Rule Number Two by Dr. Heidi Squier Kraft
Although I am a Baby Boomer, born after WWII was over, there have been several wars during my life. My military experience was a brief sojourn as an intern at the US Public Health Hospital in Baltimore, where physicians on the staff were honored with a Naval rank. So, for one very arduous year, I carried the rank of Lieutenant. At this time of year, as we approach Veterans Day, I am mindful of those soldiers and sailors who put their lives on the line for their country. This is the story of one such individual. She recounts her service experience in Rule Number Two.
After spending many years in the Navy, clinical psychologist Dr. Heidi Squier Kraft was a clinical psychologist at the Naval Hospital in Jacksonville, Florida, spending some time off with her parents and her 14-month-old twins when she received a pulse-jolting page. She, along with several other medical personnel, was being sent to Iraq. The team was to depart from Camp Pendleton, and she had 11 days before she was to report there.
This was in 2003, in the early days of Operation Iraqi Freedom, during which many such teams had already been deployed and some had returned to a different world. Kraft was from a military family; her father had served in the Navy during both the Korean and Vietnam conflicts, about which he never spoke. She had joined the Navy during her internship at Duke Medical Center. Her husband was a Marine, as well, so she knew she had the support of her family.
Her greatest initial
challenge was preparing herself for her separation from her children. In just a few weeks, she found herself entrenched in a MASH unit, deep in the combat
zone of Iraq, that was being bombarded daily and receiving mass casualties. "In a world where rockets
exploded randomly nearby, I decided I could not be a combat psychologist and a
mother at the same time. I had to be one or the other. I had no choice. I put
their pictures away."
And so she and her team began their grueling ordeal of tending to the mental and emotional problems of wounded Marines, shocked survivors of terrible traumas as well as being on hand for the difficulties of the medical teams themselves, who were experiencing events that were new to them all. Along with these trauma problems, the soldiers and MASH personnel were being dermabraded by sandstorms, sautéed in the 132° F heat and frightened by the local fauna, such as the dreaded camel spider, sneaky poisonous scorpions and millions of biting fleas, flies and flits of all kinds that carried diseases.
If she thought she was safe at the base hospital, she learned "the illusion of safety was just that––an illusion, and nothing more."
As at all theaters of mass carnage, there is the necessity for triage, separating out those individuals who have the best chance of surviving if helped, with the most serious cases moved to the front of the line. It follows, then, that there are those with no hope, and these unfortunates are placed in an "expectant" room where they could be made most comfortable. It was in this room that Heidi came across one Marine who began to symbolize her entire stay in the war zone. This young man, Corporal
Dunham, like many young soldiers, had sacrificed his life by jumping on a grenade to save his platoon.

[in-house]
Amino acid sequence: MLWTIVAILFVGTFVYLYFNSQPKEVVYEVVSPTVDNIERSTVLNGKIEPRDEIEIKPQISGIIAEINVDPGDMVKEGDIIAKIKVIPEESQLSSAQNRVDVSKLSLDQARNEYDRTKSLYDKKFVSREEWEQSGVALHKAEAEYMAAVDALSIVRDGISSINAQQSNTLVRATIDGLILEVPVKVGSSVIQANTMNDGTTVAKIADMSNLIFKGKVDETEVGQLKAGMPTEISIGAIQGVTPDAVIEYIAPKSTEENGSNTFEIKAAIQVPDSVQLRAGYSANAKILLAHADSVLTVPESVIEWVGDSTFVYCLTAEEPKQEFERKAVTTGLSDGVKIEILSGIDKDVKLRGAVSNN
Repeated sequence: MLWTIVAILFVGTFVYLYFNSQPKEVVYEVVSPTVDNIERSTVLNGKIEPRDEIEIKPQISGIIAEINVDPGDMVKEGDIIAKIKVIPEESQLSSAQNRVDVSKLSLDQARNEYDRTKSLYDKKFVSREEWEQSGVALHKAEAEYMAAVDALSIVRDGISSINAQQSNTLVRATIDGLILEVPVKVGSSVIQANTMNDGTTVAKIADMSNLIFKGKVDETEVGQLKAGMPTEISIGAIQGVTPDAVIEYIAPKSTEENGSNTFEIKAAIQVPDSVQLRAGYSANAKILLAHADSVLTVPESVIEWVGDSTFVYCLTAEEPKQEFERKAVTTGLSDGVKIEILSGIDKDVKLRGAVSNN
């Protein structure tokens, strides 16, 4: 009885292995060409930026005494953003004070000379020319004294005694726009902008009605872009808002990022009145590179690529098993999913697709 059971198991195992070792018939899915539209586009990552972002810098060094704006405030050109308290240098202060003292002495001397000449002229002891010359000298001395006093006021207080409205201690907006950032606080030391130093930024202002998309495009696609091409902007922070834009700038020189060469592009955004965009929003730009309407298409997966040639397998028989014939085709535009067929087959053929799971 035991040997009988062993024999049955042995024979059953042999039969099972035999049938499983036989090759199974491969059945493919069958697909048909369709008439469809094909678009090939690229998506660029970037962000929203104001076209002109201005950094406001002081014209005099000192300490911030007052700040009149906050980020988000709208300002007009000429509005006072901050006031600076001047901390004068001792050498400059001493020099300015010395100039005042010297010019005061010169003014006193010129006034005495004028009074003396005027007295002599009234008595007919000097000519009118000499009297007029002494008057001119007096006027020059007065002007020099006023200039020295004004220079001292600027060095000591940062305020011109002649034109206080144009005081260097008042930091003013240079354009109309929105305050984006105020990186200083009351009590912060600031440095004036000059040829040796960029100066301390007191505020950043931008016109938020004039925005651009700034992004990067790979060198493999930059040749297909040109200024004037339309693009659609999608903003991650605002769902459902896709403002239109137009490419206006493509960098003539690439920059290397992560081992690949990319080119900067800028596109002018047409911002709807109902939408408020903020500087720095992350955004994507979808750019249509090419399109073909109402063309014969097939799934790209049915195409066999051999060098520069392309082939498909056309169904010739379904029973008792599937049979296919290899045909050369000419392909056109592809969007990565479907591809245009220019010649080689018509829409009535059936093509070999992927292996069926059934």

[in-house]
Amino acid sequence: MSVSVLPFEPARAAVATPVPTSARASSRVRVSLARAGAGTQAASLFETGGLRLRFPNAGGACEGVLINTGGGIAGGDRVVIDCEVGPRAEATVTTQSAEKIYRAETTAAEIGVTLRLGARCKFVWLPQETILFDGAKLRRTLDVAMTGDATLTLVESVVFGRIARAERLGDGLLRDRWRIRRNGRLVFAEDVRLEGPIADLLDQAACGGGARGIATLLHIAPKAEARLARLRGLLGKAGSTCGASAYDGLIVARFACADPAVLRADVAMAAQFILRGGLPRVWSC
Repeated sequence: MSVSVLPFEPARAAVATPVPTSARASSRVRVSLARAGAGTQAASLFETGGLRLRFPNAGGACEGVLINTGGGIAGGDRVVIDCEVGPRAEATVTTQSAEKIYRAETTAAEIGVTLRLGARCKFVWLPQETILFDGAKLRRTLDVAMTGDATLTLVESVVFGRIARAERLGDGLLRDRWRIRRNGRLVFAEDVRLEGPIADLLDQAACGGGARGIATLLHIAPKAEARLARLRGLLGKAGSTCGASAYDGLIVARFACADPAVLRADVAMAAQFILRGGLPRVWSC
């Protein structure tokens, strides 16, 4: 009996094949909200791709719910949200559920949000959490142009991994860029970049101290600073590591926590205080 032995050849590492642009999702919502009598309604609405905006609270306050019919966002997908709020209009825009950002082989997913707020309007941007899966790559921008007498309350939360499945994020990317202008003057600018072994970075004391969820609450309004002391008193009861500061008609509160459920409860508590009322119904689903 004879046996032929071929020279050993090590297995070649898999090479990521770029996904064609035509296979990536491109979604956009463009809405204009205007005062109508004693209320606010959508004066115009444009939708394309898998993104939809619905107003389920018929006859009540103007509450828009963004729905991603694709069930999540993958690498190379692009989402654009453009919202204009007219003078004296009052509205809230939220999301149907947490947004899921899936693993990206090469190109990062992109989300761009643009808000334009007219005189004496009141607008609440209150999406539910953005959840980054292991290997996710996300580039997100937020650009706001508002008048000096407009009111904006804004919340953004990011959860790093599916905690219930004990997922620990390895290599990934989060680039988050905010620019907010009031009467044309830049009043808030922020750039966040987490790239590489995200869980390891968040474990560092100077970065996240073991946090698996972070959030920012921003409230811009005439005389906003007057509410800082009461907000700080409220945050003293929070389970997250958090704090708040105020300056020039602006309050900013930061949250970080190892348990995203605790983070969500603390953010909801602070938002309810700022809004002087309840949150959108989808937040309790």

When Kraft came upon him, she found, to her surprise, that he was responsive. He was evacuated to Baghdad and, in a few days, to a US hospital. There, he succumbed to his wounds, but at least he died with his parents by his side. Dunham’s mother later wrote to Heidi, because she was grateful that her wounded son had not been alone in his time of fear and pain. He later received the Congressional Medal of Honor.
Kraft's book is filled with these stories that make you reflect. Another of these was the details about the military specialists who were on mortuary duty. This was an unlikely group of soldiers who were qualified jet-engine mechanics, truck drivers, supply clerks and more. None of them had experience as a mortician, but they did what they had to do. They all had difficulties with frequent nightmares, the inability to speak about it to their close friends or family. "No one wants to hear what we do over here. Even people who
love us. They think they do, but they don’t."
The mental health professionals themselves needed some therapy and they got it––mostly from each other. Once, Hawkeye Pierce of the TV show M*A*S*H, was counseled by his Colonel about the rules of war. Rule number one is that young men die. Rule number two is that doctors can't change rule number one.
Kraft's drive and purpose now is to educate and inform people about how many of the soldiers feel and behave when they finish their tours of duty and to help them get reinserted back into their lives. Her main message is that it is okay not to be okay.
From my local area, veterans of many wars continue to be honored for their sacrifices. Anticipating Veterans Day, 13 veterans were recently presented the French Legion of Honor Award at the French Embassy in Washington D.C. for their heroic service in the Army. Two sisters were among those who received the prestigious recognition; honored as Knights of the Legion of Honor. Dorothy and Ellan Levitsky, veteran nurses in WWII, left for the battlefields of France when they were young women. They felt they had to go and support the troops. They are now 88 and 90 years old and still visit France on a regular basis for D-Day services in many small towns across the country.
Note: Ten percent of the profits of Rule Number Two goes to the Injured Marine Semper Fi Fund, which provides financial assistance to Marines injured in combat and in training; to other service
members injured while in direct support of Marine units; and their families.
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